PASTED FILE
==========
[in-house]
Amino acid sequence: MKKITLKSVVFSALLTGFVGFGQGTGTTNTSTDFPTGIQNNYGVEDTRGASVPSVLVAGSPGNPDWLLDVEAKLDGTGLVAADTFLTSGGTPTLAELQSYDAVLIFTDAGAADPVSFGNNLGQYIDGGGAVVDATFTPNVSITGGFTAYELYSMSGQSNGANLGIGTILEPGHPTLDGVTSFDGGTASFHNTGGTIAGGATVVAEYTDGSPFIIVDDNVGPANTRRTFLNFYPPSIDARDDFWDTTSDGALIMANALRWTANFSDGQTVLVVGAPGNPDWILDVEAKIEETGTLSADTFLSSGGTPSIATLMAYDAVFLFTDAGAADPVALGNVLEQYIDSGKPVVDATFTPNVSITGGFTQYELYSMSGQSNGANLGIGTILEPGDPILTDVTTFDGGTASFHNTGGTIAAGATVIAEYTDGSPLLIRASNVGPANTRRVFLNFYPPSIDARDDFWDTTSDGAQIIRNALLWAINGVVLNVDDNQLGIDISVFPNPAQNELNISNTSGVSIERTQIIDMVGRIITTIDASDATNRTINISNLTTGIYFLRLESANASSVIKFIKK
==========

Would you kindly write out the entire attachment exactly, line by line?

[in-house]
Amino acid sequence: MKKITLKSVVFSALLTGFVGFGQGTGTTNTSTDFPTGIQNNYGVEDTRGASVPSVLVAGSPGNPDWLLDVEAKLDGTGLVAADTFLTSGGTPTLAELQSYDAVLIFTDAGAADPVSFGNNLGQYIDGGGAVVDATFTPNVSITGGFTAYELYSMSGQSNGANLGIGTILEPGHPTLDGVTSFDGGTASFHNTGGTIAGGATVVAEYTDGSPFIIVDDNVGPANTRRTFLNFYPPSIDARDDFWDTTSDGALIMANALRWTANFSDGQTVLVVGAPGNPDWILDVEAKIEETGTLSADTFLSSGGTPSIATLMAYDAVFLFTDAGAADPVALGNVLEQYIDSGKPVVDATFTPNVSITGGFTQYELYSMSGQSNGANLGIGTILEPGDPILTDVTTFDGGTASFHNTGGTIAAGATVIAEYTDGSPLLIRASNVGPANTRRVFLNFYPPSIDARDDFWDTTSDGAQIIRNALLWAINGVVLNVDDNQLGIDISVFPNPAQNELNISNTSGVSIERTQIIDMVGRIITTIDASDATNRTINISNLTTGIYFLRLESANASSVIKFIKK